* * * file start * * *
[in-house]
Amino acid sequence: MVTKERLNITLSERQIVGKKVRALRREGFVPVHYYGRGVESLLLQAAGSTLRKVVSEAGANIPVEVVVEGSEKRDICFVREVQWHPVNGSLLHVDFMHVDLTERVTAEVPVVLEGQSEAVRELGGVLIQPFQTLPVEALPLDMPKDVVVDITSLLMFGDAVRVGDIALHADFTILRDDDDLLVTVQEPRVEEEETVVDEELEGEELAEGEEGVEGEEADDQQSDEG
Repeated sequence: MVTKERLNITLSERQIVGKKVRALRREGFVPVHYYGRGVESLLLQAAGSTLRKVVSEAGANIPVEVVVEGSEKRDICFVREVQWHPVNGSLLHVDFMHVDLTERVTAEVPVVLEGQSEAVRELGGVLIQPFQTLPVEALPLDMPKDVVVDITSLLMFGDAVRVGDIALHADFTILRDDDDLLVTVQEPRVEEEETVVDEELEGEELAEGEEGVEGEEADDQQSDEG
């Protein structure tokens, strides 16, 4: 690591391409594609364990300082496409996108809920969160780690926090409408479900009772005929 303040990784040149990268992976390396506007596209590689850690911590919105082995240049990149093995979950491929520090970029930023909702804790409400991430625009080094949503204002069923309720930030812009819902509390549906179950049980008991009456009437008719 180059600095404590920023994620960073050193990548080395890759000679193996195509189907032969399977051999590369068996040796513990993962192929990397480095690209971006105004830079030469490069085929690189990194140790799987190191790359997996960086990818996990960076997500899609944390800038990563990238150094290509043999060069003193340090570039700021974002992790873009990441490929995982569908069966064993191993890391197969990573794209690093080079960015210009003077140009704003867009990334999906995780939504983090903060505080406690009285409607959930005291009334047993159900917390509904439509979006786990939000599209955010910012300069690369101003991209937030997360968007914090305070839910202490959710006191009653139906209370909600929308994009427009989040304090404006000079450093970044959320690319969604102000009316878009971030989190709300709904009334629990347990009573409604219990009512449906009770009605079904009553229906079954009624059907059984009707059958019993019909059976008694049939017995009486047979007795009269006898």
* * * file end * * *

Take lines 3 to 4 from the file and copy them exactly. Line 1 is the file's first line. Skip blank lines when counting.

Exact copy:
Repeated sequence: MVTKERLNITLSERQIVGKKVRALRREGFVPVHYYGRGVESLLLQAAGSTLRKVVSEAGANIPVEVVVEGSEKRDICFVREVQWHPVNGSLLHVDFMHVDLTERVTAEVPVVLEGQSEAVRELGGVLIQPFQTLPVEALPLDMPKDVVVDITSLLMFGDAVRVGDIALHADFTILRDDDDLLVTVQEPRVEEEETVVDEELEGEELAEGEEGVEGEEADDQQSDEG
């Protein structure tokens, strides 16, 4: 690591391409594609364990300082496409996108809920969160780690926090409408479900009772005929 303040990784040149990268992976390396506007596209590689850690911590919105082995240049990149093995979950491929520090970029930023909702804790409400991430625009080094949503204002069923309720930030812009819902509390549906179950049980008991009456009437008719 180059600095404590920023994620960073050193990548080395890759000679193996195509189907032969399977051999590369068996040796513990993962192929990397480095690209971006105004830079030469490069085929690189990194140790799987190191790359997996960086990818996990960076997500899609944390800038990563990238150094290509043999060069003193340090570039700021974002992790873009990441490929995982569908069966064993191993890391197969990573794209690093080079960015210009003077140009704003867009990334999906995780939504983090903060505080406690009285409607959930005291009334047993159900917390509904439509979006786990939000599209955010910012300069690369101003991209937030997360968007914090305070839910202490959710006191009653139906209370909600929308994009427009989040304090404006000079450093970044959320690319969604102000009316878009971030989190709300709904009334629990347990009573409604219990009512449906009770009605079904009553229906079954009624059907059984009707059958019993019909059976008694049939017995009486047979007795009269006898």